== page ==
» More Columns
It’s already been a busy couple of weeks for new pitching coach Larry Rothschild. He’s tweaked deliveries with both Joba Chamberlain and AJ Burnett, trying to get both to be more consistent. He’s also given Phil Hughes a few pointers on his change-up, trying to work that pitch back into the repertoire.
This is what a pitching coach does, of course. But why is it that pitchers, these amazing creatures of habit and routine, are so willing to try new things at this time of year? Joe Girardi discusses this idea:
So while the next few weeks will be filled with stories of these pitchers working with these little adjustments, they could very easily find themselves falling back into old habits as the pressure of trying to win real games becomes the main focus. That is why the perception that Dave Eiland couldn’t help these guys last year is inaccurate. The pitchers themselves are reluctant to make even minor changes sometimes when they are on the mound with the game on the line.
There is rarely such a thing as losing the battle to win the war when you play for the New York Yankees. Every day’s battle is as important as the day before. This is why it’s easier to get AJ Burnett to work on mechanics in March than it is in July, and why it’s easier to get Phil Hughes to throw his change-up more on a 2-0 counts in March than it is in the same situations in June.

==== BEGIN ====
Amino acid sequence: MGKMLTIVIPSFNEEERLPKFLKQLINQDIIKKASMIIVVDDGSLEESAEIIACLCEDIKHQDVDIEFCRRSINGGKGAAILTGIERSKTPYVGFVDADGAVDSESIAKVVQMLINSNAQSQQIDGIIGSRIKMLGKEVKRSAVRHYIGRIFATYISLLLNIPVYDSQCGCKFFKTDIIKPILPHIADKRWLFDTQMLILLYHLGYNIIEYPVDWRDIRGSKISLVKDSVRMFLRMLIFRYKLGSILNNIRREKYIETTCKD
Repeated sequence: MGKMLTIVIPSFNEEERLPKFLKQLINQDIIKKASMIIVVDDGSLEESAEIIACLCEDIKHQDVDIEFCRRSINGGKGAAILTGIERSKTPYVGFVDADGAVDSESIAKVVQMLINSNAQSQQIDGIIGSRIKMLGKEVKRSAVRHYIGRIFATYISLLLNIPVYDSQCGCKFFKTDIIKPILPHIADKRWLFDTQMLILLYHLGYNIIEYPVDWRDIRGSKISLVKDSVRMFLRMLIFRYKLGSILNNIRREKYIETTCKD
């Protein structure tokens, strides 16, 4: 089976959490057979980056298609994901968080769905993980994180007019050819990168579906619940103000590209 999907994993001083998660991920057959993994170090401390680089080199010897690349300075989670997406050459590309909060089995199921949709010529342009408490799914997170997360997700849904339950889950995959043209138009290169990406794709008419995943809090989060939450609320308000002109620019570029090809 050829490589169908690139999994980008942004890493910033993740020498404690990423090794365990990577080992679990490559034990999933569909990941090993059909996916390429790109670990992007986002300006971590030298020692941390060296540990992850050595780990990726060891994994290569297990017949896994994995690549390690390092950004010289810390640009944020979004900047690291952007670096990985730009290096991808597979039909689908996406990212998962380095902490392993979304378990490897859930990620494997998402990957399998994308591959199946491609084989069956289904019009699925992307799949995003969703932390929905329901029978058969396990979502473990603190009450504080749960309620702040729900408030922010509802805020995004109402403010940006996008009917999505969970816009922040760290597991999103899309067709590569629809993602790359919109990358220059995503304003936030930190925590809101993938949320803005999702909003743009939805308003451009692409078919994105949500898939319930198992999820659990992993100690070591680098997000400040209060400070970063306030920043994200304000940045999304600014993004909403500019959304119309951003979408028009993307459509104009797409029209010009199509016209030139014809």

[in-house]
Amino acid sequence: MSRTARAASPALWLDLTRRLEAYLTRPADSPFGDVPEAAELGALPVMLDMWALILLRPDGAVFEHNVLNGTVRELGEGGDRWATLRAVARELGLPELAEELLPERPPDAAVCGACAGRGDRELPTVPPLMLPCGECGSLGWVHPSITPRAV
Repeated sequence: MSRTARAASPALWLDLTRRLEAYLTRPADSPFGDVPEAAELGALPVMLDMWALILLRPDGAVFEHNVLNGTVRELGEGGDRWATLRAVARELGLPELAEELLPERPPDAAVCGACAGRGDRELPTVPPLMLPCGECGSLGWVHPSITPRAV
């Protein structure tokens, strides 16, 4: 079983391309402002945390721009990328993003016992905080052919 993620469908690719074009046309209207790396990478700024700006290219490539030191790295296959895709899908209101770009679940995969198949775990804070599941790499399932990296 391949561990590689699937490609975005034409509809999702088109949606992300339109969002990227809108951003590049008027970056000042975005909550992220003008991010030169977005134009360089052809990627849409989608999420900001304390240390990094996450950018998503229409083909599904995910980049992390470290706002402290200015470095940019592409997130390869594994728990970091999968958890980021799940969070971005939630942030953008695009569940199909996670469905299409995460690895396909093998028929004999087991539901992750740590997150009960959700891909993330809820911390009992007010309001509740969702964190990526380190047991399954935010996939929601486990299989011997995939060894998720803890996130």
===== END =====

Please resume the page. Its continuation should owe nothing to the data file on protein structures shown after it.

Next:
It makes for good positive material during the exhibition season. The hope is that these guys carry the good feelings with them and improve along the way. It will be interesting to see how these guys carry forward as we get closer to the regular season.
*Burnett described gave a brief description Wednesday of his new delivery compared to his old one, trying to eliminate the left leg swing that throws him off balance and destroys his mechanics. There are similarities as he notes, but the change should result in more consistency: